Staying hydrated: Going beyond eight cups daily

There are several foods that contain high amounts of water such as watermelon, lettuce and broccoli. Soups are also recommended, as are yogurt and popsicles.

Last week I introduced the subject of hydration.
I discussed how one gets dehydrated and how to prevent this unfortunate situation. This week I will continue this topic, but focus on staying hydrated.
How much fluid one should consume on a daily basis depends on one’s lifestyle, in addition to how active one is and the type of physical activity one performs.
It is best to speak with one’s doctor as to the specific amount of water one should consume. As always, what is written here is meant to be taken as general guidelines.
The American Dietetic Association recommends that women should drink nine cups of water a day and men should drink 13.
People at risk for dehydration should consume more than the above recommendations.
For those who do not enjoy the taste of water, it is recommended to drink flavored water or to add a slice of lemon.
Juices and tea can also help.
There are also several foods that contain high amounts of water such as watermelon (92 percent), lettuce (95%) and broccoli (91%). Soups are also recommended, as are yogurt and popsicles.
Sports drinks can also help and there are several types on the market. If one has an athletic event that lasts for over 90 minutes, the carbohydrates that are part of sports drinks could be of benefit.
A sports drink with 15-18 grams of carbohydrate in every 0.2 liters, is recommended.
Higher carbohydrate content can delay the absorption of water, which could lead the athlete down a path of cramps, dehydration, nausea or diarrhea.
It is advised that one experiment with different sports drinks before practices and not before a competition.
It is never a bad idea to arrive fully hydrated to a competition.
Keep in mind where you are performing the competition and adjust your drinking habits accordingly.
If the athletic event is particularly long, it is a good idea to not just drink before the event, but also during it.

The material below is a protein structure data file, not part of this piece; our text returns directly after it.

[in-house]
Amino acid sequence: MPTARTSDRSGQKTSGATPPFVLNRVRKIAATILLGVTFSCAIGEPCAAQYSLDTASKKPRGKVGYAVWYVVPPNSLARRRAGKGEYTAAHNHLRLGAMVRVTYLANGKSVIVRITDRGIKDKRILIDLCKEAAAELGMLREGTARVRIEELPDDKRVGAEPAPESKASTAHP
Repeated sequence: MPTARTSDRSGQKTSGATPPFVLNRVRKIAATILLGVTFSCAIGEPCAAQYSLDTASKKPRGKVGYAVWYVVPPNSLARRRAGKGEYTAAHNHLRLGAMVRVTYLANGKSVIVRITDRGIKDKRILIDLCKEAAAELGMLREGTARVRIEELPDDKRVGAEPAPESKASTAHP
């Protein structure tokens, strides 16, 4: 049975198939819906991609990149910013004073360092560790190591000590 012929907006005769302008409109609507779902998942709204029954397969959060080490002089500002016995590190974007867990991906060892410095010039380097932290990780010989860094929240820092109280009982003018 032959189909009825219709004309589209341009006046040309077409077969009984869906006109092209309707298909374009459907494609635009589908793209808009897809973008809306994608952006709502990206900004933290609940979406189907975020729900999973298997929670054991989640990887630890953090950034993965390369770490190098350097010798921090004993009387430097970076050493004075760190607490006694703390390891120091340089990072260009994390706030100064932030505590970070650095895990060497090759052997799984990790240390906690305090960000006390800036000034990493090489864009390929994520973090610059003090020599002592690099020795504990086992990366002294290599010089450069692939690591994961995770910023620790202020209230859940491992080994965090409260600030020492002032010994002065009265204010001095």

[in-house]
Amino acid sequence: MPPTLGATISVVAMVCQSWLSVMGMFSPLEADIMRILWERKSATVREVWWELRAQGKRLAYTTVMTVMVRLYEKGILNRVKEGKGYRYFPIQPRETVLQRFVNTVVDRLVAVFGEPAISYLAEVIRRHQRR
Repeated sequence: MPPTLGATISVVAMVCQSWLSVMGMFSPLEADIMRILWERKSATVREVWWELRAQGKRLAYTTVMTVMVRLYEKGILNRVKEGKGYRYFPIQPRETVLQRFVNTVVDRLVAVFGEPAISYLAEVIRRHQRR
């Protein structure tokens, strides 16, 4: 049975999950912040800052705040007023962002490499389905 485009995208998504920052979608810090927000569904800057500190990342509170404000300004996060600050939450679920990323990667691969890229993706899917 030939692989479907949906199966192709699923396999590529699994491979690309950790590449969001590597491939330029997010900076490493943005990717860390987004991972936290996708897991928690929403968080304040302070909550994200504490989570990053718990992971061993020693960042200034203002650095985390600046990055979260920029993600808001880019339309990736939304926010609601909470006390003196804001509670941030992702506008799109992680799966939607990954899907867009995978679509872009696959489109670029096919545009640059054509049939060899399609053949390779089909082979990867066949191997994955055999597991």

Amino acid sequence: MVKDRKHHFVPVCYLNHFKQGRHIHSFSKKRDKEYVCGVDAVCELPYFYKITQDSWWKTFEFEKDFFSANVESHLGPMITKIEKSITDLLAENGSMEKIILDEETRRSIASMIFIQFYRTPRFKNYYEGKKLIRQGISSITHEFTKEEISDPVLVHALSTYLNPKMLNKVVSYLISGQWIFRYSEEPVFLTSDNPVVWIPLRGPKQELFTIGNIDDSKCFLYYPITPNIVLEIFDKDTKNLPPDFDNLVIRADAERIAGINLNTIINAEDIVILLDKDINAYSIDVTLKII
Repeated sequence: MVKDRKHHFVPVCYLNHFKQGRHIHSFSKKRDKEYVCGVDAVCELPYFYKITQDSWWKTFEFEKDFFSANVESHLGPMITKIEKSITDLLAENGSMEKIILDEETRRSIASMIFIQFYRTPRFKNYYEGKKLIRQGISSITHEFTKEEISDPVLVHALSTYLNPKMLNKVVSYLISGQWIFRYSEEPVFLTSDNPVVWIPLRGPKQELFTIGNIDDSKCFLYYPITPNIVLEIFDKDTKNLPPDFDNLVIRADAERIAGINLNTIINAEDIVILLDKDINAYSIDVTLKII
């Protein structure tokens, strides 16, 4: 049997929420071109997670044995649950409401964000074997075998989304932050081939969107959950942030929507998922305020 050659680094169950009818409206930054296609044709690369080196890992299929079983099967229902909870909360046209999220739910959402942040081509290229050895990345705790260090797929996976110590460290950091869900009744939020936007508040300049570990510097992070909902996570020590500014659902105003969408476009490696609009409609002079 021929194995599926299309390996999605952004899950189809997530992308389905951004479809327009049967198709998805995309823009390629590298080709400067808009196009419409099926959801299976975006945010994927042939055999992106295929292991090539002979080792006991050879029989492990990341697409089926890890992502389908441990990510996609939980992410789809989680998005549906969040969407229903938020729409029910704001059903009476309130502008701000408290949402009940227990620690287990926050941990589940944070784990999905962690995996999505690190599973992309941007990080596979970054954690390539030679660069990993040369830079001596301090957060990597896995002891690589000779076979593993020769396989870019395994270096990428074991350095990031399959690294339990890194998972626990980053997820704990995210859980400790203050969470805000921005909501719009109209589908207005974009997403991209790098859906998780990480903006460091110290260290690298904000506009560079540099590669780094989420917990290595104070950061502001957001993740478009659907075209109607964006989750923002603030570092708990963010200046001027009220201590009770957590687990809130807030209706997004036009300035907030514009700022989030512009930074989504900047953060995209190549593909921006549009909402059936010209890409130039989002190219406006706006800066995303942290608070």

It is advisable not to drink more than you will lose by sweating, if you do not want to gain weight during the athletic event.
For those interested in measuring their sweating rate, I have included a simple formula to calculate it.
Step 1: Measure body weight before and after one hour of exercise. It is advisable to do this under conditions that will be as identical as possible to those you will compete under. While weighing yourself, make sure that you are wearing as little clothing as possible, and remove your shoes.
After you finish exercising, towel dry and measure your weight. It is also good to make a note of how many liters of fluid you consumed during exercising.
Step 2: Plug in your numbers to the following formula: Sweat loss (liters) = Body weight before exercise (kg) – Body weight after exercise (kg) + fluid consumed during exercise (liters).
If you want to know your sweat rate per hour, all you have to do is divide your sweat lost by the exercise time (in minutes) and multiply by 60.
When you finish exercising, it is very important to rehydrate your body.
When you sweat, your body loses not just water, but also salt, and therefore both need to be replenished.
It is advisable to drink 1.2-1.5 liters of fluid for each kg of weight that you have lost during exercise.
Make sure that your beverage or food choice after exercise contains sodium.
If you lost a lot of sweat, you can always add a little extra salt to your meal.
However, I would not recommend taking salt tablets to replenish the levels of salt in your body.
Next week, I will continue our series on nutrition, with a focus on supplements.
The above information is supplied by Yonatan Kaplan PT PhD (Candidate). Director, Jerusalem Sports Medicine Institute, Lerner Sports Center, Hebrew University.
For further details, visit, email [email protected] or call Yonatan at 054-463-9463.